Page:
Holy Door of Mercy for Incarcerated Youths

Archbishop José H. Gomez blesses and prays over a youth in the high-security “Compound” at the Barry J. Nidorf Juvenile Hall in Sylmar. (photo/Victor Aleman)

Archbishop José H. Gomez blesses and prays over a youth in the high-security “Compound” at the Barry J. Nidorf Juvenile Hall in Sylmar. (photo/Victor Aleman)

Inside a high-security unit at the Barry J. Nidorf Juvenile Hall on Sunday, Carlos proudly read a personal letter he had just received from Pope Francis.

The 18-year-old inmate with black-rimmed glasses, who had recently faced 35 years to life for an undisclosed serious crime, had asked if the esteemed pontiff could address him and other incarcerated youth in time for the first pastoral visit by Archbishop Jose H. Gomez of the Archdiocese of Los Angeles Sunday. Pope Francis’ two prior letters to the juveniles, Carlos wrote, “gave us a glimpse of mercy and showed us that we are not alone.”

Carlos read Pope Francis’ letter to Gomez and several other juvenile detainees in Unit X, part of “the compound” that’s surrounded by barbed wire fencing and reserved for the facility’s most serious offenders.

“Our heavenly Father, who revealed himself to Moses as ‘a God merciful and gracious, slow to anger, and abounding in steadfast love and faithfulness,’ continues to offer the gifts of his mercy and love to each and every one of us,’ the pope’s Jan. 21 letter, which was signed simply “Francis,” stated. “I pray that as you and your fellow residents celebrate the opening of the Holy Door, you may receive these gifts and be filled with peace and hope.”

Earlier that morning, Gomez had blessed and opened a “Door of Mercy” at the juvenile facility and celebrated a mass for scores of lower-level juvenile offenders at the facility’s chapel. Pope Francis has declared this year to be an “Extraordinary Jubilee of Mercy,” a period of grace and forgiveness, in which the pardon of sins would be granted to those seeking forgiveness through penance and confession, pilgrimages to churches and forgiving oneself and others.

Several of the juveniles in Unit X who were tried as adults received life sentences. But for Carlos, the pope’s letter was a reminder that “there’s people out there that haven’t given up on us.”

Though Carlos was initially facing 35 years to life in prison when he entered juvenile hall at age 16, the teen had his sentence reduced to 11 years as a result of good behavior a few weeks ago, said Javier Stauring, co-director of the Office of Restorative Justice at the Archdiocese of Los Angeles.

“It’s because of who you became, an example for everybody,” Stauring said.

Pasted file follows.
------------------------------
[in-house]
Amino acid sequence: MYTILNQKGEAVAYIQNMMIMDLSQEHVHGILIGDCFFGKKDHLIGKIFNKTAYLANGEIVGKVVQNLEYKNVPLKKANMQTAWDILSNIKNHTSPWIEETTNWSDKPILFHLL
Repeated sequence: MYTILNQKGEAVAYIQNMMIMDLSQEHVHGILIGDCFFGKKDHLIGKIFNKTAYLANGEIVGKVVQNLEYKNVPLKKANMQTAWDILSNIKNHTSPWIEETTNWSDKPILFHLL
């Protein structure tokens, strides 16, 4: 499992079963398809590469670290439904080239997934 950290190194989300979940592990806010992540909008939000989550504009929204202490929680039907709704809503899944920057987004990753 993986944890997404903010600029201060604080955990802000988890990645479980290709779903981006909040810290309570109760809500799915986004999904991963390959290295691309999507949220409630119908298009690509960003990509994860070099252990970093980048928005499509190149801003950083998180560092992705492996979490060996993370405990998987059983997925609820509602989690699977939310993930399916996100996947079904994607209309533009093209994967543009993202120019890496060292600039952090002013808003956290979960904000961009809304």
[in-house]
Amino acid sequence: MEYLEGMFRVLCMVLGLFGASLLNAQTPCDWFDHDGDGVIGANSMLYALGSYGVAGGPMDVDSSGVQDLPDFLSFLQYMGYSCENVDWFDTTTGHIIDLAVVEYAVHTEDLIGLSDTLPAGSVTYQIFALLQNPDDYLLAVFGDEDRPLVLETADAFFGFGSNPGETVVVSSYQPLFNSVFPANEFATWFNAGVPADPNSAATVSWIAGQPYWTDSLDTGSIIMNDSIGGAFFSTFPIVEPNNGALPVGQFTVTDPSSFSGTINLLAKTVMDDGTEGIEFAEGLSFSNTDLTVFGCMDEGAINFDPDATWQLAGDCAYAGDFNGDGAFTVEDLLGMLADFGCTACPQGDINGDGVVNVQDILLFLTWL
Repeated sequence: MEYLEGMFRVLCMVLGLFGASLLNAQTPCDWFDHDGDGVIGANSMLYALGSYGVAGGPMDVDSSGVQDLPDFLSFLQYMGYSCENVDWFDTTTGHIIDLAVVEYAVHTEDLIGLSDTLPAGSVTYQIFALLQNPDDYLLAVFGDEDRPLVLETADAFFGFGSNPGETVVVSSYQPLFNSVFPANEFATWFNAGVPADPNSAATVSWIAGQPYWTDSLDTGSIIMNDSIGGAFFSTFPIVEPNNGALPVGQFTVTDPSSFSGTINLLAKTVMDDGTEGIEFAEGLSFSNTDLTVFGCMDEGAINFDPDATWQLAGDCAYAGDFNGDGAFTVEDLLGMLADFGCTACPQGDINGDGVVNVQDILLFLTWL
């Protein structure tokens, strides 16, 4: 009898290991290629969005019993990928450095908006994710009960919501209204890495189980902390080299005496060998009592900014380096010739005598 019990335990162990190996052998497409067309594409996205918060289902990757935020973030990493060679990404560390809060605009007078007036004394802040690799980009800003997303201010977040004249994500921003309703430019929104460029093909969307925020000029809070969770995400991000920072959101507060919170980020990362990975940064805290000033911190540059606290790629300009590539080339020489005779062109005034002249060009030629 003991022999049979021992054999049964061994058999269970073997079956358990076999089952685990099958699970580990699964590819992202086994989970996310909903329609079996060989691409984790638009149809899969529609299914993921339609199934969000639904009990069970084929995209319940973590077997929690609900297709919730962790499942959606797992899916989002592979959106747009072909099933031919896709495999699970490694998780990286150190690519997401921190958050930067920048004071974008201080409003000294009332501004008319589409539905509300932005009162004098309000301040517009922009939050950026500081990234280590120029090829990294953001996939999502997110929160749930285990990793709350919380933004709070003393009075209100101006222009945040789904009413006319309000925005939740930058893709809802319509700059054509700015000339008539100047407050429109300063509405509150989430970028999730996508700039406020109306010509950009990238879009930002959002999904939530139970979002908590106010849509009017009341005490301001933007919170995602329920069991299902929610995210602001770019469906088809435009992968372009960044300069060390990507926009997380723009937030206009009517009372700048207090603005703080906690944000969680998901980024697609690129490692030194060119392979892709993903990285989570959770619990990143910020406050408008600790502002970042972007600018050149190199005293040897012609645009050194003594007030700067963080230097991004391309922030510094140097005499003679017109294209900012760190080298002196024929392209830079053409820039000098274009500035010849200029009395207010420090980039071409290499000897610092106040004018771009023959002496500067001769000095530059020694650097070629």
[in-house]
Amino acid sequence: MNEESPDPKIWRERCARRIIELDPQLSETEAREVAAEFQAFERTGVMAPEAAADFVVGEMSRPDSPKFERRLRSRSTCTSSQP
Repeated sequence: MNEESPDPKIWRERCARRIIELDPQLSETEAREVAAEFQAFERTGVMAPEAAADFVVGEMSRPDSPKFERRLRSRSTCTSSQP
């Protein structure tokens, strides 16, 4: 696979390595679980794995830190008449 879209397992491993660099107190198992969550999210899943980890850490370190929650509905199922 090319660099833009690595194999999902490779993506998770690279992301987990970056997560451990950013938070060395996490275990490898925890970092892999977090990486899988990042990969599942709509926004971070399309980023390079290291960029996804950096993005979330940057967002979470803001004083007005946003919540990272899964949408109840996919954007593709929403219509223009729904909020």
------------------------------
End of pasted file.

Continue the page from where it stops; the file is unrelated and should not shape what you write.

Unlike many other detainees, Carlos said he was fortunate to have both of his parents in his life. His parents have visited him every Sunday at the facility since his detention, he said.

“It has kept my faith going,” Carlos said. “When I was losing hope, they always encouraged me to keep going.”

Gomez told about a dozen other juveniles in the room: “I hope you can form a family too. … You need to help each other and have a community. We need that.”

At the Mass at the nearby chapel that included readings by incarcerated youth, Gomez told scores of juveniles — who walked in with their hands behind their backs — that God wants people to be happy regardless of their circumstances.

That’s “because we have the gift of life and we know that God is with us,” he said.

For Gomez, the pastoral visit was “a moment of grace and peace for me” since it brought the hope of God’s presence in their lives.

“My hope is they can feel they are important,” he told reporters following the Mass. “Sometimes they got into this situation because they were looking for somebody to pay attention to them. I think it’s important as a society to value them for who they are.”

Meanwhile, Carlos says he has big dreams after serving the rest of his sentence at Ironwood State Prison in Blythe, where he plans to take college courses so he can “do something with my life.” He also intends to be a leader someday, like Cesar Chavez, Martin Luther King Jr., Nelson Mandela and Malala Yousafzai, he wrote in his letter to the Pope.

“Being an outcast of society, I want the world to see us for who we truly are: human beings, who make mistakes like everybody else,” he wrote. “But we are able to rise again like a Phoenix.”

Source: http://www.dailynews.com/social-affairs/20160124/for-incarcerated-sylmar-youth-a-door-of-mercy-opens?source=most_viewed



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